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CARS Planners Hoping for Rebirth of Event in Detroit

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Dan Risley has a very distinct visual to serve as an example of the recent failures of the Congress of Automotive Repair Service (CARS): Five sheepish repair professionals, alone on an otherwise empty show floor, as a respected industry consultant gave a management seminar to rows and rows of empty seats.

“It was clear we weren’t reaching people with what we were doing,” Risley, the Automotive Service Association (ASA) president and executive director, says of the scene at one of last fall’s 2013 CARS training sessions. “It was pretty clear we needed a whole new direction.”

Once a staple of mechanical repair’s annual trade show lineup, CARS had become an afterthought to the industry, and even to its own event. As the latter half of the NACE/CARS combo that made up what was previously referred to as Automotive Service and Repair Week (ASRW), CARS was often treated as the neglected stepchild to its more prominent sibling, the International Autobody Congress and Exposition (NACE), says ASA chairman-elect Donny Seyfer.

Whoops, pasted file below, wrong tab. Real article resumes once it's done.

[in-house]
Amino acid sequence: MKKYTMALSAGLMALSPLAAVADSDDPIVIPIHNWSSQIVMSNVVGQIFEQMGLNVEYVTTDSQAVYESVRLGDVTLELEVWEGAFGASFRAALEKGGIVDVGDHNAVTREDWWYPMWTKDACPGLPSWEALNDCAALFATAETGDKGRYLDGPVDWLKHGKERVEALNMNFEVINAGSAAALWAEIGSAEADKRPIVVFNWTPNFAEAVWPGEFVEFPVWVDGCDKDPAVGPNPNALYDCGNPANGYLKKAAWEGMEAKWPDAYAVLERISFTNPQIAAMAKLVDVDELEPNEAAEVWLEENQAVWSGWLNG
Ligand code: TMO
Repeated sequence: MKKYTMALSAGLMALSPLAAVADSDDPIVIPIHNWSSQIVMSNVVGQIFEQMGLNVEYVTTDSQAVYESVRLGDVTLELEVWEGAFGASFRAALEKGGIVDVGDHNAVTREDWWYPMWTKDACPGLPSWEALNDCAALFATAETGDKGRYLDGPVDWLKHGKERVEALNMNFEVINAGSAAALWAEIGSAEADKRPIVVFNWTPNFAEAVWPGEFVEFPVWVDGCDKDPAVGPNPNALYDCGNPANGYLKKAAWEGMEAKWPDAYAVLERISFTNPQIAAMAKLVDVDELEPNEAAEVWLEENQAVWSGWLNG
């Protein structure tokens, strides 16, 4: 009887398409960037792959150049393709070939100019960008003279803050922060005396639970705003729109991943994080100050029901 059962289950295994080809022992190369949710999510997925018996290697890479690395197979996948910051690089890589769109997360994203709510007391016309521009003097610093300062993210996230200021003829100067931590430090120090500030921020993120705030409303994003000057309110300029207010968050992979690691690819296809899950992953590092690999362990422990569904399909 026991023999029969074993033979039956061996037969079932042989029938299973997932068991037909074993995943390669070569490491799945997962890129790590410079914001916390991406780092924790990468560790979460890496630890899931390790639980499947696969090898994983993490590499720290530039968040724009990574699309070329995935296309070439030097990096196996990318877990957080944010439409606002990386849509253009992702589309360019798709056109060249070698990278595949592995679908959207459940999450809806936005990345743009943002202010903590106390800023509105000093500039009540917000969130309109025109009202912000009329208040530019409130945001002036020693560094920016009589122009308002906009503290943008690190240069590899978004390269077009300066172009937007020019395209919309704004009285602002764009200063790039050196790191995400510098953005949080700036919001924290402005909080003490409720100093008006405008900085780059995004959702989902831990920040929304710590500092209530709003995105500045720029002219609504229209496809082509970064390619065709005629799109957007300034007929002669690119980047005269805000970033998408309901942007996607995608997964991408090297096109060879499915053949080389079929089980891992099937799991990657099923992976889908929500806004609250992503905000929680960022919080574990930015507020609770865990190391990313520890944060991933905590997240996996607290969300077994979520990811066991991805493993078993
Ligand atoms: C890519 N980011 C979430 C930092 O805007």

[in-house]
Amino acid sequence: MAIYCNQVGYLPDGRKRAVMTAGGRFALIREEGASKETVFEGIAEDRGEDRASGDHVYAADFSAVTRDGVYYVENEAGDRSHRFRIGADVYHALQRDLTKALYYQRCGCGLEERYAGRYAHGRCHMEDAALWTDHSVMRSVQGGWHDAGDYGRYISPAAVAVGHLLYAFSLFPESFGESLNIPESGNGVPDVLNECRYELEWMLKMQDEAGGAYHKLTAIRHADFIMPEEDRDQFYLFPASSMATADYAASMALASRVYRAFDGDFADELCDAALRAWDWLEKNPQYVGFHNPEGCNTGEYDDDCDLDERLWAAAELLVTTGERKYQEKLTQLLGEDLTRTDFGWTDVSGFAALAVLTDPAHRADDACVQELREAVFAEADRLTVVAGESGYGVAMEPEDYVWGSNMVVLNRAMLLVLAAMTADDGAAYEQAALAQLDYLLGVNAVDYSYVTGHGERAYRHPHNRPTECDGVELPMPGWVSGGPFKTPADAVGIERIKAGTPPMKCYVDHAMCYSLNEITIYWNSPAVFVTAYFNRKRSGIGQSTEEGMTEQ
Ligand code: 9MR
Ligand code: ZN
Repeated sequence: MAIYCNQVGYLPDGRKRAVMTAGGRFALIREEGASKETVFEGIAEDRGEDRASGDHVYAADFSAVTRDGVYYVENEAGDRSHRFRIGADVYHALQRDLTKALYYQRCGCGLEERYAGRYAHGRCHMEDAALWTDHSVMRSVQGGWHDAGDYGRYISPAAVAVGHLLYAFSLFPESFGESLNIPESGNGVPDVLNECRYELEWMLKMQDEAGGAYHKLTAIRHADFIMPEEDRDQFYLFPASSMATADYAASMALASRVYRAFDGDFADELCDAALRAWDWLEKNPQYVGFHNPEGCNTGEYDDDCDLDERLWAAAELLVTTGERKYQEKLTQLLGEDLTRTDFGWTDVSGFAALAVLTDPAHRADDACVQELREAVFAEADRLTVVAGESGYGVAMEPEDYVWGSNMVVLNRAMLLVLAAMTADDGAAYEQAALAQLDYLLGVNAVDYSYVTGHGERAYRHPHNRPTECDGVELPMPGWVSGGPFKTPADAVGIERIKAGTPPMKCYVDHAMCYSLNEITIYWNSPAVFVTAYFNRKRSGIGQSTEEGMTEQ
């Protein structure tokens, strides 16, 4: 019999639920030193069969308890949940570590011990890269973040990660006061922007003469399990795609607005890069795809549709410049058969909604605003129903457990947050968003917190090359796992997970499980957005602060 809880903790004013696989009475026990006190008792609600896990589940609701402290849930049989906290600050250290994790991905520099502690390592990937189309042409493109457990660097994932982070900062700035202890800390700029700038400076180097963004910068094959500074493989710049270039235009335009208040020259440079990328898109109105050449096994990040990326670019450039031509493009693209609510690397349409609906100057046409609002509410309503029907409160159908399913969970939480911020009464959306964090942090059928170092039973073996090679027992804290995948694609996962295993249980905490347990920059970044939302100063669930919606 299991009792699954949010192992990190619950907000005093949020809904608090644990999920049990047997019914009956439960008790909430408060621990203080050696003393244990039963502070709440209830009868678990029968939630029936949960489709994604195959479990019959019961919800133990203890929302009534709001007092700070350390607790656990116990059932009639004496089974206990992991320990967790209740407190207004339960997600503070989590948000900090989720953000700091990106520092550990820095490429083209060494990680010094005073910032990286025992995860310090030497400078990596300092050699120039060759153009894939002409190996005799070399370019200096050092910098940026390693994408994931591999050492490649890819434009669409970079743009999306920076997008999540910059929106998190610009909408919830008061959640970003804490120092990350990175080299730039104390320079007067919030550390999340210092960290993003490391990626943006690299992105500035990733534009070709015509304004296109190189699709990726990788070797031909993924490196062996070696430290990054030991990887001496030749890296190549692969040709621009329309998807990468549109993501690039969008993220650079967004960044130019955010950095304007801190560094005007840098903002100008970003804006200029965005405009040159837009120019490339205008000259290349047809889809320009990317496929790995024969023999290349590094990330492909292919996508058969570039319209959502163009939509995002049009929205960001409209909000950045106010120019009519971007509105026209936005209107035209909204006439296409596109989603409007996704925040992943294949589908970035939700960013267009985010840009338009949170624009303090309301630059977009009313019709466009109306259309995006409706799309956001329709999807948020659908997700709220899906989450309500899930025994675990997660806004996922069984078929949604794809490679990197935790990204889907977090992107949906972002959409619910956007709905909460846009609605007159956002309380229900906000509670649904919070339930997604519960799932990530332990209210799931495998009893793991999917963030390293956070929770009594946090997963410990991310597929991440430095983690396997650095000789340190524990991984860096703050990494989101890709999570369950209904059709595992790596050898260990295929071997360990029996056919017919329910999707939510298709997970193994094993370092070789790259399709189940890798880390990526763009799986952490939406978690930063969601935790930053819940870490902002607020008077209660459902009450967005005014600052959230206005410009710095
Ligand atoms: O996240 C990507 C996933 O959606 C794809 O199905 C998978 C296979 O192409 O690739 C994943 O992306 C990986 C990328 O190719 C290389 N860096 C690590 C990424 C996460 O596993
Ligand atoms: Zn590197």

But the ASA wants to change that, as it works to pull the dual-show event back from the precipice of irrelevance. And that change, Risley hopes, starts on July 30 when the 2014 NACE/CARS Expo & Conference begins at the Cobo Center in Detroit.

Under a new leadership team, the ASA event has completely overhauled its approach, putting a stronger focus on developing a true community event for the mechanical and collision repair industries. This year’s show will feature a deeper and broader range of technical and management training, as well as a larger selection of exhibitors.

But the question remains: Will the industry respond?

“Absolutely every single detail of this year’s show is intentional and well thought out,” says Seyfer. “We’ve left nothing to chance. We’ve heard everything everyone has said about our past mistakes, and we’ve taken it all to heart.”

A Steep Decline